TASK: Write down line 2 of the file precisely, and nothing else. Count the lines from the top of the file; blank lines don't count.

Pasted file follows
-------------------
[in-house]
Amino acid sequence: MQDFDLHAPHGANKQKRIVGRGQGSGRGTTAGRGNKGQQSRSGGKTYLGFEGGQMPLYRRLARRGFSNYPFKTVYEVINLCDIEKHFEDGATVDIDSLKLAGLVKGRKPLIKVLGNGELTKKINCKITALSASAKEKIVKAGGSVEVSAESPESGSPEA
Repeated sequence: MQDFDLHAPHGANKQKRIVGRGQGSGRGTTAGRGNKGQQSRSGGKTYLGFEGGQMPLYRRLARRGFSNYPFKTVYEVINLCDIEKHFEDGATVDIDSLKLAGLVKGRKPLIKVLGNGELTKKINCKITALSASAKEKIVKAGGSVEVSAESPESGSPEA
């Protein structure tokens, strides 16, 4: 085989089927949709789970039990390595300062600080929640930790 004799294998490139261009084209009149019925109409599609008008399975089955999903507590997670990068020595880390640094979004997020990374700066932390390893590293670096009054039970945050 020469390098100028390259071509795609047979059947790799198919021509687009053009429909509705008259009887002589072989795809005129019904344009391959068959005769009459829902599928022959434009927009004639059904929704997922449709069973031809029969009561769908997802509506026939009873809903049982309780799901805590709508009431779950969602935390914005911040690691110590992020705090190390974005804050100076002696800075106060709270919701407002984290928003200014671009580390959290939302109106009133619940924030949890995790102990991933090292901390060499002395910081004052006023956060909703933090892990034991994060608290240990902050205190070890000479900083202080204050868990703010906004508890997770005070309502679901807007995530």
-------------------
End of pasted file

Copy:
Amino acid sequence: MQDFDLHAPHGANKQKRIVGRGQGSGRGTTAGRGNKGQQSRSGGKTYLGFEGGQMPLYRRLARRGFSNYPFKTVYEVINLCDIEKHFEDGATVDIDSLKLAGLVKGRKPLIKVLGNGELTKKINCKITALSASAKEKIVKAGGSVEVSAESPESGSPEA